The death toll in Syria’s civil war has topped 136,000 after January saw one of the conflict’s bloodiest months, an NGO said, as violence claimed yet more civilian lives.
The prospects of a peaceful outcome looked dim after 10 days of talks in Geneva yielded no tangible results and the regime said it was unsure whether it would return to the negotiating table.
The Syrian Observatory for Human Rights said Saturday the death toll at the end of January was at least 136,227.
The Britain-based group’s director, Rami Abdel Rahman, said “January was among the bloodiest months since the beginning of the conflict” in March 2011.
Among the dead were 47,998 civilians, including more than 7,300 children.
The Observatory said the real toll could be much higher because of the extreme secrecy of rebels, jihadists and the regime about casualty figures.
The conflict began after a regime crackdown on peaceful anti-government demonstrations, sparking an armed uprising against President Bashar al-Assad.
In addition to the dead and a much larger number of wounded, millions of people have been displaced internally and as refugees.
There was no let-up in the bloodshed on Saturday, with at least 46 civilians killed by helicopter-borne barrel bombs dropped on the northern city of Aleppo, the Observatory said.
Abdel Rahman told AFP that among the victims were “33 civilians in the Tareq al-Bab area” alone.
At least another seven people died in a double car bombing carried out by the jihadist Islamic State of Iraq and the Levant targeting a rebel headquarters in Aleppo.
Moderate and Islamist opposition fighters have been battling ISIL since early January, after accusing the group of a spate of abuses against civilians and rebels.
Meanwhile, in the central province of Hama, the Observatory said at least 12 government fighters were killed around the town of Morek.
Deadly Lebanon car bombing
The group said rebels, including from the Al-Qaeda-linked Al-Nusra Front, had seized Morek overnight, cutting a strategic regime supply line from Hama city to two military bases in neighbouring Idlib province.
And in neighbouring Lebanon, a car bomb killed at least four people and wounded 15 at a petrol station in the eastern town of Hermel, a stronghold of the Shiite Muslim movement Hezbollah near the border, the army said.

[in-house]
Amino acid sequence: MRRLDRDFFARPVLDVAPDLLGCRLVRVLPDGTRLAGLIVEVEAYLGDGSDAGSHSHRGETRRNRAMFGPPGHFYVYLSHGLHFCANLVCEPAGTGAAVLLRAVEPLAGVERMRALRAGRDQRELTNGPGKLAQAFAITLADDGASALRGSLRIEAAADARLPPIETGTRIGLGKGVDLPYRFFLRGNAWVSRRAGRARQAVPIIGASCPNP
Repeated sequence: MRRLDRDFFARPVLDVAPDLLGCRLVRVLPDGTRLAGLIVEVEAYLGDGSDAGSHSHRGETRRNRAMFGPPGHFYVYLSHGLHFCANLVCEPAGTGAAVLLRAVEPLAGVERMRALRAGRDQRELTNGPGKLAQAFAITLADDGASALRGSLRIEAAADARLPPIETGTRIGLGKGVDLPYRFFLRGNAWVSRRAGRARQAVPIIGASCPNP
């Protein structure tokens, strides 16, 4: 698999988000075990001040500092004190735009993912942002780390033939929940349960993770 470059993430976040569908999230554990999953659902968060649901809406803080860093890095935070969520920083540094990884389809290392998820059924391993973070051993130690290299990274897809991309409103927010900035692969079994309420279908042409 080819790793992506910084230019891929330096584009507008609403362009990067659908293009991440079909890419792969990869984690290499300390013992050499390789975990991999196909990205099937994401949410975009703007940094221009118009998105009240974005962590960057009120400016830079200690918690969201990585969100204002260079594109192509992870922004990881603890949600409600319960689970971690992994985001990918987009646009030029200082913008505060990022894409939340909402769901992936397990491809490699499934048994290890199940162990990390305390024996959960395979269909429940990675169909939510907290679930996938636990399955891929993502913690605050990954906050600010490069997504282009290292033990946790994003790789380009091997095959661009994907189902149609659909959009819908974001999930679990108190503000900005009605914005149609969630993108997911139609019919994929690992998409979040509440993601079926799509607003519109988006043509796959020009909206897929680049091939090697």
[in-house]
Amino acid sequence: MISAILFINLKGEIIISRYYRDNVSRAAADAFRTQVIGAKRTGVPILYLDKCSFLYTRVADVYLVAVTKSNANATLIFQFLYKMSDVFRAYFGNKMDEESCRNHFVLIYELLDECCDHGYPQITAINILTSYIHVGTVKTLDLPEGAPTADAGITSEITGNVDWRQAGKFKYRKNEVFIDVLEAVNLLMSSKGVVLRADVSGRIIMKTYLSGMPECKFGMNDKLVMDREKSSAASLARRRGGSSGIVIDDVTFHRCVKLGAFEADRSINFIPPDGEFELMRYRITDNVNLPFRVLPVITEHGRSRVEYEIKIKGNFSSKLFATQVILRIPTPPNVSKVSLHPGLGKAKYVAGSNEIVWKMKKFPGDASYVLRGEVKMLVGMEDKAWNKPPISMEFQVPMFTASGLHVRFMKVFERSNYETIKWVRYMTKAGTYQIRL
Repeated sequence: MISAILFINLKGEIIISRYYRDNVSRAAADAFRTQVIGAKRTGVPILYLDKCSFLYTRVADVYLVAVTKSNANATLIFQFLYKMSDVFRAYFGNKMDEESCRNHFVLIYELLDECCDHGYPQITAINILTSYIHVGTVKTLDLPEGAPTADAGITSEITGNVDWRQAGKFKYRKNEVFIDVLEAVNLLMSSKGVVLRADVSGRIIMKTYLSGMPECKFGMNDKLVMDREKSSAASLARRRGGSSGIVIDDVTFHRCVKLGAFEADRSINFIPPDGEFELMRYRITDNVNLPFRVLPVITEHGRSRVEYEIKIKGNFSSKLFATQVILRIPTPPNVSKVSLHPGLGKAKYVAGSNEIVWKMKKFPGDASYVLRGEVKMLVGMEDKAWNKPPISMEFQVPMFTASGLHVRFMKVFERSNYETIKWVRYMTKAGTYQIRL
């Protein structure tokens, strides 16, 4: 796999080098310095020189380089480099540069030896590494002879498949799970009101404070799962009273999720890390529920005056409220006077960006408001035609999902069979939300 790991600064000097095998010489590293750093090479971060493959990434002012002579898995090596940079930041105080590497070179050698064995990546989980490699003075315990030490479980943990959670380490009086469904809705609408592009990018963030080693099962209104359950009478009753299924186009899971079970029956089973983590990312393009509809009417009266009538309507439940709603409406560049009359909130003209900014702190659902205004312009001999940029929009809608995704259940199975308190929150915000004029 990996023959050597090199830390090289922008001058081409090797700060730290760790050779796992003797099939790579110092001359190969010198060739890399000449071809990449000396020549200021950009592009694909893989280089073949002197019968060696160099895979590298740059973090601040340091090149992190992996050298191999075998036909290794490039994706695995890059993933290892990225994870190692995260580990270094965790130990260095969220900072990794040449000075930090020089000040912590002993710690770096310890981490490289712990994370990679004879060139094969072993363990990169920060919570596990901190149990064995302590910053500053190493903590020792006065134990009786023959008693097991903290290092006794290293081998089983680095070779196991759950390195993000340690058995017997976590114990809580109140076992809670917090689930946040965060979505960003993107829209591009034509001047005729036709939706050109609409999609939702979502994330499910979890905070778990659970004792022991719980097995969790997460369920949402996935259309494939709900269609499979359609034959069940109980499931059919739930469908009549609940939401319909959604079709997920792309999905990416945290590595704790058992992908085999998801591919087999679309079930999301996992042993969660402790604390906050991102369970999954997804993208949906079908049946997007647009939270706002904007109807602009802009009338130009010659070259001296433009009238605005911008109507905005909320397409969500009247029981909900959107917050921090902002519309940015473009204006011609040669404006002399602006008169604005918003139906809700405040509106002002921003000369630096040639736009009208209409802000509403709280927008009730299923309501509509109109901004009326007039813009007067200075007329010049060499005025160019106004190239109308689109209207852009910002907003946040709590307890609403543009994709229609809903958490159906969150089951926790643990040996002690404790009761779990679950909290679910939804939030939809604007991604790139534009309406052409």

Al-Nusra Front in Lebanon, named after its Syrian affiliate, claimed the attack on Twitter, saying the suicide bombing was a response to Hezbollah involvement in Syria.
The attack is the seventh targeting Hezbollah strongholds since the group said it had sent men to Syria to fight alongside Assad’s forces against mainly Sunni rebels.
The United Nations urged Lebanon’s feuding factions to refrain from getting involved in Syria’s crisis following the car bomb.
The United Nations Security Council issued a statement condemning the “terrorist attack” and calling for the perpetrators to be brought to justice.
Council members also appealed to all Lebanese people “to preserve national unity in the face of attempts to undermine the countryâs stability” and for all parties to refrain from any involvement in the Syrian crisis.
In a separate statement the UN secretary general’s spokesman Martin Nesirky said Ban Ki-moon also strongly condemned the car bombing and extended his condolences to the bereaved.
“The recent escalation in acts of terrorism and violence in Lebanon is of grave concern,” he said, adding that Ban called on all players, including the army and security forces, “to confront such unacceptable and indiscriminate actions and to safeguard their country’s security and stability”.
On the diplomatic front, the two sides and world powers were assessing the 10 days of talks in Switzerland last month which showed few results, and with prospects of a follow-up meeting uncertain.
Diplomats said a UN Security Council resolution on the lack of access to Homs and other besieged cities could be ready this week.
Syrian Foreign Minister Walid Muallem was blunt after the final session Friday, saying “we have not reached tangible results”.
Despite persistent pressure from UN-Arab League envoy Lakhdar Brahimi, and co-sponsors Russia and the United States, regime and rebel delegations failed to agree on a single point.
On Saturday, Muallem dismissed what he branded the “coalition of the so-called ‘opposition'”, and said it had been a “stain” on them that they had refused to sign a declaration condemning “terrorism” in Syria.
The regime had sought to focus discussions on “terrorism” — its term for those seeking Assad’s overthrow.
Muallem also took US Secretary of State John Kerry to task for insisting at the opening of the “Geneva II” conference that Assad “will not be part” of any transitional government.
And he repeated earlier assertions that his team would await guidance from Damascus before announcing whether it would attend further talks, tentatively set for February 10.